Kate with some of the younger pupils at the school
Kate with some of the younger pupils at the school

‘I first went to Acts of Hope during my gap year and spent four weeks at the school.  I had such a brilliant time that I returned the next year for two weeks. I didn’t have any teaching experience but teaching at Acts of Hope was very rewarding. I was struck by the passion that the children had for learning and their desire to do well in their school work. It was particularly rewarding, when returning to the school, to see the progress the children had made. We felt so welcome at the school and all the staff were so friendly.  I really hope that I’m able to return to Acts of Hope in the future.’  Kate Godfree

 

Hester Teaching IT
Hester Teaching IT

‘When the school first got some computers, I introduced the pupils to the basics of Word, Excel, PowerPoint and Internet Explorer. The children were unbelievably excited and eager to learn. I received such a warm welcome from staff and students alike when I went to Acts of Hope School, and there was a real sense that what I was doing had a tangible impact.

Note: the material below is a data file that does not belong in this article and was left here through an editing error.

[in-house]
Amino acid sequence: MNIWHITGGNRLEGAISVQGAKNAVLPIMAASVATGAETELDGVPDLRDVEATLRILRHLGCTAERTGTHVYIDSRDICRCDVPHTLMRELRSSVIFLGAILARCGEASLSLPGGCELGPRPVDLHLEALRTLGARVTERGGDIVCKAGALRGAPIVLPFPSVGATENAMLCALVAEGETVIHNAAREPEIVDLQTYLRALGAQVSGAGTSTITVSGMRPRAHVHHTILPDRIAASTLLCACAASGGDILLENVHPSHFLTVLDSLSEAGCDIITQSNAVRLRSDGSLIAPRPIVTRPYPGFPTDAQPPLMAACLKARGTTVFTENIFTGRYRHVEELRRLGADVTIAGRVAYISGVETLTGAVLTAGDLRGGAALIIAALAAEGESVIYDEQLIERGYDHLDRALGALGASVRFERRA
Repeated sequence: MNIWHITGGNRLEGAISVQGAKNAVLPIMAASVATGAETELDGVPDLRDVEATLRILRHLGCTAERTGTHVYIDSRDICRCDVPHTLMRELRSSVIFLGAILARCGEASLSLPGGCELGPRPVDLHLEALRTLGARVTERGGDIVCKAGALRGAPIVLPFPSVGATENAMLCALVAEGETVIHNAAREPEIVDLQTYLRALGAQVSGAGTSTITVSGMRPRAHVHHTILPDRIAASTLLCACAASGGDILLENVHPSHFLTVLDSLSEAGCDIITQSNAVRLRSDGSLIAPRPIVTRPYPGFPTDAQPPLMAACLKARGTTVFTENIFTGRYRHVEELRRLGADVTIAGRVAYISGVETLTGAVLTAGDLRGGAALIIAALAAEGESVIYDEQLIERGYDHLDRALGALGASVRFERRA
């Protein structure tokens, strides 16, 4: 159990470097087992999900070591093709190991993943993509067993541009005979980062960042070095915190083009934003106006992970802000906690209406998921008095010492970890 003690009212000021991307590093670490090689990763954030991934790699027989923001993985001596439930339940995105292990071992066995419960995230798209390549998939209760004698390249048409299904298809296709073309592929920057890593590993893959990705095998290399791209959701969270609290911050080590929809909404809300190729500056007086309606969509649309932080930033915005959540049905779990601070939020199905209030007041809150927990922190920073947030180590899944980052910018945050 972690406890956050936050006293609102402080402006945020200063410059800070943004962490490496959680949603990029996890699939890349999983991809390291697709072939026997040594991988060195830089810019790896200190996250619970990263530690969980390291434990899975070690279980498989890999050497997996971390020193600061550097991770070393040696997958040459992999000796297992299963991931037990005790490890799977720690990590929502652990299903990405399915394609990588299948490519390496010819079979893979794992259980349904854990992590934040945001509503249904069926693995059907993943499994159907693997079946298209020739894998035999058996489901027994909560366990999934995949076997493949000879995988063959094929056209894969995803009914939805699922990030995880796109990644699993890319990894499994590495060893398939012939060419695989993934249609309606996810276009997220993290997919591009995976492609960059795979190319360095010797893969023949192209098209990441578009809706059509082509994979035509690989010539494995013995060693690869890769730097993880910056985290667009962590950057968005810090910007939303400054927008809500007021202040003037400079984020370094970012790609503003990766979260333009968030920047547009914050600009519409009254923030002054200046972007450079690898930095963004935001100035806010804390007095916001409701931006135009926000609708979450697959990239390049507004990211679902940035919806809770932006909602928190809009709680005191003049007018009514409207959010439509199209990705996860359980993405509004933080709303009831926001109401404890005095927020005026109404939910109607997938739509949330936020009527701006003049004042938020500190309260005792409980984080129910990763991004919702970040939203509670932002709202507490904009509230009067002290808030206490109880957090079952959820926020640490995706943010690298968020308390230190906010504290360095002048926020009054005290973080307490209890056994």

Hester Vaizey

 

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‘I have visited the school twice, both times teaching  IT and English to the children. The staff and pupils at the school were incredibly welcoming and made it very easy to slip into teaching classes. Lunchtimes were always fun with fast and furious games in the playground. It was great to see the pupils getting to grips with using the school’s computers and feel that I was genuinely helping them to learn.’
David Tinnion

OLYMPUS DIGITAL CAMERA‘After another two weeks of Bangalore dust, outdoor assemblies, clapping games until my hands ached, grinning until my face ached and enough samber and rice to feed an army, the Acts of Hope Primary School remains my ‘Home away from home’. People ask why I keep going back to the same place each summer when I could have travelled half the globe by now. The reason is undoubtedly the children. If I’m honest, the poor end of Bangalore holds very little allure: comforts are scant; it’s impossible to turn a blind eye to the locals’ poverty; and, there’s no point in beating about the bush, it smells! Yet the children make it feel like Disney land. Their enthusiasm, honesty and keenness to learn is truly humbling. Over the years, I’ve made some fantastic friends and they’re what makes me desperate to come back to the school each year. Every child I’ve asked has dreams and aspirations on the tip of their tongue – their deprived backgrounds hardly seem to matter – and that’s inspirational!’
Charlie Maling